On June 14, a young actor was found dead in his Mumbai apartment, and more than two months later, a grimy public spectacle continues to be made of his death. Sushant Singh Rajput, Mumbai police and the post mortem report said, had committed suicide. If there are others responsible, they have to be found and punished, after an investigation and as per law. But the several complicities in the spectacle-making are already apparent and appalling — because they could have disturbing consequences for due process. The right to be presumed innocent until proved guilty is being buffeted daily by a perfectly nasty storm, made of forces that have not been created by this case, but are whipped up in it. Prime among them, news TV in free fall, feeding off and pandering to the worst instincts, real and imagined, of its audience — misogyny, voyeurism and an appetite for vigilante justice. In it, also, is a polarised politics, which triggered an unseemly duel between two state governments and their police departments. It also seems to have compelled a chief minister, Nitish Kumar, who is visibly flailing in his fight against a pandemic and devastating floods, to take time out to make himself heard in a case that is being touted as a possible factor in the impending election in Bihar.
The FIR against Rhea Chakraborty, Rajput’s friend and prime accused in the FIR filed in Patna, cites serious sections of the IPC, including abetment to suicide. The case is now with the CBI — after the Supreme Court upheld the Bihar government’s decision to hand it to the central agency. At last count, at least two other agencies — the Enforcement Directorate and the Narcotics Control Bureau — were active in the probe. And yet, that has not stopped reporters and anchors on TV from hashtag frenzy. #ArrestRheaNow is as culpable of this attempted hijack of the rule of law as #JusticeForRhea. It has not stopped politicians from weighing in. This unchecked blurring of lines is not new, of course. And a case such as this one, with its saga of Bollywood and the Patna boy, references to MeToo and the Insider-Outsider debate, drugs and mental illness, is ripe for a gala witch hunt. Yet, it has posed an important question, again: Can the investigation and the agencies carrying it out, which do not have a sterling record of resisting their own weaponisation by the powerful, be insulated from the noise? Or are they themselves cranking up the megaphones?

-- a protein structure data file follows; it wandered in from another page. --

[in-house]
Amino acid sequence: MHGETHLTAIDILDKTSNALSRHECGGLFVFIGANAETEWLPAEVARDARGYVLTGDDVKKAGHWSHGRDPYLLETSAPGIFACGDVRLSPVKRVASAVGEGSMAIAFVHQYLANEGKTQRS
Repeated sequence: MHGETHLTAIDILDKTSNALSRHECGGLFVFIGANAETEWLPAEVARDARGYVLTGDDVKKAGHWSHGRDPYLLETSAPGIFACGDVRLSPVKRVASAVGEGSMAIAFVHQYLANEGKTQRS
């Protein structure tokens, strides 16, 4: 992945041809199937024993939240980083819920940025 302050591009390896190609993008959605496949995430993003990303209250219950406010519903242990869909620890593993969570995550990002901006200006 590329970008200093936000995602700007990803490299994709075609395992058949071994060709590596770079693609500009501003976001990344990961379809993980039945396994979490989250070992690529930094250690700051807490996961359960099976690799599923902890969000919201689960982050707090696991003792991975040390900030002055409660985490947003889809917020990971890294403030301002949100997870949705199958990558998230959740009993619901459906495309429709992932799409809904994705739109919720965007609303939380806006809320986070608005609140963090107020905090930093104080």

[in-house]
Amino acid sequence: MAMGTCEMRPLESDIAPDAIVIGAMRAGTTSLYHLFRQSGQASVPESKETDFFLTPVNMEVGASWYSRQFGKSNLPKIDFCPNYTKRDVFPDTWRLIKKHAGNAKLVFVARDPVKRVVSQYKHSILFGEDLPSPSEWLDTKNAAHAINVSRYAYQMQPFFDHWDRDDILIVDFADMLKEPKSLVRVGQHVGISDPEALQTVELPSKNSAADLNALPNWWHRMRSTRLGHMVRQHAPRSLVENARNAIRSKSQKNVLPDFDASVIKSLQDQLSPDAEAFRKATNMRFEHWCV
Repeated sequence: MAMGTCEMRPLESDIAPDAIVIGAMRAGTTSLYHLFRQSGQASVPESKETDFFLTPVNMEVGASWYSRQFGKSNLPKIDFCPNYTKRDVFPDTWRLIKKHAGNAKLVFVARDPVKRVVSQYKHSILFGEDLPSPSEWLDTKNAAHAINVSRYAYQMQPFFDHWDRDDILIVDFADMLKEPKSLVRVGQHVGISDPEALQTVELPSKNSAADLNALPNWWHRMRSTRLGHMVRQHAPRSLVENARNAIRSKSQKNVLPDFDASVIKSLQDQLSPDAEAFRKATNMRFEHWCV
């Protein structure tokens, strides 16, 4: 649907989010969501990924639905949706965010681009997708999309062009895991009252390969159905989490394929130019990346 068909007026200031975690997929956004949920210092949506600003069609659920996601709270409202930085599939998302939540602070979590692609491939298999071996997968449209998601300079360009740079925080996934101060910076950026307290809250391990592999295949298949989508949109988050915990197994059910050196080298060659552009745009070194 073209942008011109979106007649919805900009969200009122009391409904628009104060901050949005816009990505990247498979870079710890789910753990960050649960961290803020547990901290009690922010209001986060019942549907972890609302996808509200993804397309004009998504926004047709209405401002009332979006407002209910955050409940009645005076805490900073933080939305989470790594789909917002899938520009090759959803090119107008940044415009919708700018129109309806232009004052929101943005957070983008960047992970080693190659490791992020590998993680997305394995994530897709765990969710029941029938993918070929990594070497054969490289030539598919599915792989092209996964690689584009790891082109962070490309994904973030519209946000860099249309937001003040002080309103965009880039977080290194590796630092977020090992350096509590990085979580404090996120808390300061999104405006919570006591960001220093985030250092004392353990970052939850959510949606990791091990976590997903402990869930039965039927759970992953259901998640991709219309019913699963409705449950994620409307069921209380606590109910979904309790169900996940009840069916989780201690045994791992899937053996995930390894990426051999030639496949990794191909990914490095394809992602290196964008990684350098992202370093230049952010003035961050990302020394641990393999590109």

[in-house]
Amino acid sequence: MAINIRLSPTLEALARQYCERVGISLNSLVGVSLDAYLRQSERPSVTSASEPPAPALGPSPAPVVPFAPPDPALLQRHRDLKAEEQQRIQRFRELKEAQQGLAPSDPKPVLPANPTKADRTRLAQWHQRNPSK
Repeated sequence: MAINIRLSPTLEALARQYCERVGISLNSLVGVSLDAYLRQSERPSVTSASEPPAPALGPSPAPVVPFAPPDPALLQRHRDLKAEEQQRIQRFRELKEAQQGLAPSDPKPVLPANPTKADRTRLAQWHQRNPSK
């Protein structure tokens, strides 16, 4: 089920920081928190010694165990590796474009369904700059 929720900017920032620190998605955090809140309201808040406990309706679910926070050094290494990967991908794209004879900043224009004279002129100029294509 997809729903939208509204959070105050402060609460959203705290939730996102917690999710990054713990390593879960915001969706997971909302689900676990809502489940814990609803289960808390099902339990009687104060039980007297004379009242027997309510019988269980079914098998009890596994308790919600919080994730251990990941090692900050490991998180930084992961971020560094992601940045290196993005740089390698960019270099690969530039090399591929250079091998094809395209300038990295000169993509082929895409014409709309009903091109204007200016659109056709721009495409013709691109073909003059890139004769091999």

There is one more question here, and it has to do with the courtroom, the real one, not the TV make-believe. As everybody strikes a pose in the prime time circus, and pronounces a conviction in a case only just handed by the SC to the CBI, an argument can be made for obstruction of the course of justice — far more readily, credibly, than it was made, recently, against a couple of tweets.